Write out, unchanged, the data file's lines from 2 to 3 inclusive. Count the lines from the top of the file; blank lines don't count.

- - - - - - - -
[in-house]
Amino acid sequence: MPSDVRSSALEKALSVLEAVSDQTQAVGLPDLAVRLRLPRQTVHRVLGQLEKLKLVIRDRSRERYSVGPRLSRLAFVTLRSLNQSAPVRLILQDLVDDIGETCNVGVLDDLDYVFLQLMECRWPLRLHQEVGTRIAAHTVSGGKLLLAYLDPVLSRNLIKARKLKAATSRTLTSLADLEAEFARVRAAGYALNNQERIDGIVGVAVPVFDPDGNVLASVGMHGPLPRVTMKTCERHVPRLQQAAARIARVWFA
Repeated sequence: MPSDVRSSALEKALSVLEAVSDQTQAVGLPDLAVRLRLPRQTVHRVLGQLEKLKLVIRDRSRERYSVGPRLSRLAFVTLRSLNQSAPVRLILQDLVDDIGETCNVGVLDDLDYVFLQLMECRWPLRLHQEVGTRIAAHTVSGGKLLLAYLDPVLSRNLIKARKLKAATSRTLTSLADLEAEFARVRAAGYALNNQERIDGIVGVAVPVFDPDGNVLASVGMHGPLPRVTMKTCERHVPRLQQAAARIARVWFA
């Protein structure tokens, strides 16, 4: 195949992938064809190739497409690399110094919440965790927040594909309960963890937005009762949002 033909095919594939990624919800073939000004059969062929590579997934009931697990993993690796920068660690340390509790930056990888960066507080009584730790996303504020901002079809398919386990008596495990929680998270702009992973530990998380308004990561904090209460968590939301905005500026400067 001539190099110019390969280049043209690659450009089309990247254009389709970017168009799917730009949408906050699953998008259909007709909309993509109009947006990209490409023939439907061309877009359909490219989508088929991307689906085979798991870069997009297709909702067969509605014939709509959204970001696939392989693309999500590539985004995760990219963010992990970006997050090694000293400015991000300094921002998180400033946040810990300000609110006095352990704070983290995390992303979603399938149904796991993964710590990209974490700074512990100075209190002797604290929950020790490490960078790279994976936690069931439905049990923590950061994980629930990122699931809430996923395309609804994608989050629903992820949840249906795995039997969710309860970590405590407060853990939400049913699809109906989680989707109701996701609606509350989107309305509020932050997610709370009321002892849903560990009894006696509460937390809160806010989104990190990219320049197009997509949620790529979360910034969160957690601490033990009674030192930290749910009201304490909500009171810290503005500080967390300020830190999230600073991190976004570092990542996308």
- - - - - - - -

Amino acid sequence: MPSDVRSSALEKALSVLEAVSDQTQAVGLPDLAVRLRLPRQTVHRVLGQLEKLKLVIRDRSRERYSVGPRLSRLAFVTLRSLNQSAPVRLILQDLVDDIGETCNVGVLDDLDYVFLQLMECRWPLRLHQEVGTRIAAHTVSGGKLLLAYLDPVLSRNLIKARKLKAATSRTLTSLADLEAEFARVRAAGYALNNQERIDGIVGVAVPVFDPDGNVLASVGMHGPLPRVTMKTCERHVPRLQQAAARIARVWFA
Repeated sequence: MPSDVRSSALEKALSVLEAVSDQTQAVGLPDLAVRLRLPRQTVHRVLGQLEKLKLVIRDRSRERYSVGPRLSRLAFVTLRSLNQSAPVRLILQDLVDDIGETCNVGVLDDLDYVFLQLMECRWPLRLHQEVGTRIAAHTVSGGKLLLAYLDPVLSRNLIKARKLKAATSRTLTSLADLEAEFARVRAAGYALNNQERIDGIVGVAVPVFDPDGNVLASVGMHGPLPRVTMKTCERHVPRLQQAAARIARVWFA